Selling products is a bit easier than selling services. With products you can demonstrate how your widget works, what it looks like, how durable it is, and other popular features. When offering services, you are asking potential buyers to trust that you will deliver what you promise. They need to feel certain that your experience and expertise will greatly benefit them and solve their problem.
There are unwritten rules for each service industry that enforce the accepted norms and expectations each corresponding target market. The colors, images, and overall feeling of your service brand should fit within these guidelines. If you go to Chuck E. Cheese’s website, you know what you will find. The site will be filled with images of Chuck E. and children having fun. There will be specials offered and an overall feeling of fun and excitement. Anyone who wants to compete with Chuck E. Cheese’s will have to show more of the same.
In order to convince your visitors to hire you for the services you provide, you need to have anuncluttered balance of information that includes:
- knowledge-based information about your area of expertise
- a persuasive description of your services including your standard process
- biographies and photos of core team members and board of directors (if applicable)
- testimonials from satisfied customers
- case studies that detail how your services helped others
The call-to-action should be very prominent, clear, and repeated often. You want to create a moment in which your visitor becomes convinced that it would be advantageous to get in touch with you. When that moment occurs, it is important that they have a quick and easy way to act. If the next step is not clear, you could easily lose your chance.
Take some time to check the website designs of leaders in your industry. You will notice that there are commonalities in the organization of information as well as the ways that information is delivered. These common characteristics represent what your visitors will expect so you should use it when planning your site. If you choose to do something very different from the established norm, make sure that you have a marketing strategy that justifies it.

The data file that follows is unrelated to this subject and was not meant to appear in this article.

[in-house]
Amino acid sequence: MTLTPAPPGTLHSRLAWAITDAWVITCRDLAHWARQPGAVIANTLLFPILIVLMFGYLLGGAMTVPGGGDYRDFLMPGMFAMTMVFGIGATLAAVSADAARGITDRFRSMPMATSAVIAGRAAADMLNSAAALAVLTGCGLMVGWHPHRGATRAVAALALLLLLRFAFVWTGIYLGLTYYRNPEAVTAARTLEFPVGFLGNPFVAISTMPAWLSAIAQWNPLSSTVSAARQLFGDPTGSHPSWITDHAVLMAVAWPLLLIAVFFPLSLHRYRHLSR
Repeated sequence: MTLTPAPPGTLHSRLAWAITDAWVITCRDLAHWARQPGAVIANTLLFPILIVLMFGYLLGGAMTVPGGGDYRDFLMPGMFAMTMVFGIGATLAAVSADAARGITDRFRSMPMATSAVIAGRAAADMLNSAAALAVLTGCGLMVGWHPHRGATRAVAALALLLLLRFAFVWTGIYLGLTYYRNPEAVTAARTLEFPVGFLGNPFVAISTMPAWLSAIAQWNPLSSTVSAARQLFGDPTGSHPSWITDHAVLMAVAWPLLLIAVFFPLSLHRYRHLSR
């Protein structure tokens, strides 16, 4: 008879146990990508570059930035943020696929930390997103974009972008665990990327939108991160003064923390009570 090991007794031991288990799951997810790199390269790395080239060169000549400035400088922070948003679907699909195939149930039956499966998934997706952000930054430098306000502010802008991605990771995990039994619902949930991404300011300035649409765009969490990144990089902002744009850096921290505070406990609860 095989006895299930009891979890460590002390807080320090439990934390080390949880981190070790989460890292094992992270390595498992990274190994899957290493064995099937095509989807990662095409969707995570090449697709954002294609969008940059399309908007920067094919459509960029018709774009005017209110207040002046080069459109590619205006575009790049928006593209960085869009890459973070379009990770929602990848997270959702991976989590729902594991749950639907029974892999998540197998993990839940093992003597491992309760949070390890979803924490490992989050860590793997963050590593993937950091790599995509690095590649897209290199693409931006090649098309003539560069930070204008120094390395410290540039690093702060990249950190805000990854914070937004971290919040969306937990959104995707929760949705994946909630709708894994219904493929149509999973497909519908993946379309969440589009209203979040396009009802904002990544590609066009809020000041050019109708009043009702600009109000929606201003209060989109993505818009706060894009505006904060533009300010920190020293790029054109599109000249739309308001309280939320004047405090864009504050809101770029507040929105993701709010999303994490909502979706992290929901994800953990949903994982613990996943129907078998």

Attention to Detail
In addition to recognizing what is common among industry-leading websites, you should be careful to see what is missing. If you are in a highly-regulated industry, such as finance, insurance, or real estate, you may already be aware of government regulations that dictate what you can and cannot include in your marketing messages. Very often though, there are also subtle rules in these and other industries that, if broken, may expose you as an amateur. Look for blogs and industry forums that talk about what should and should not be included and why.
Service based businesses most often solve problems or take action to avoid the potential of future problems. For this reason, it is critical that the content of the site be compelling and persuasive. Clear call-to-action buttons are a must. Be sure that the organization and content of your site is similar to other industry leaders. Being different can be a good thing if it is done with purpose but, more often than not it demonstrates a lack of mastery and therefore negatively impacts your credibility.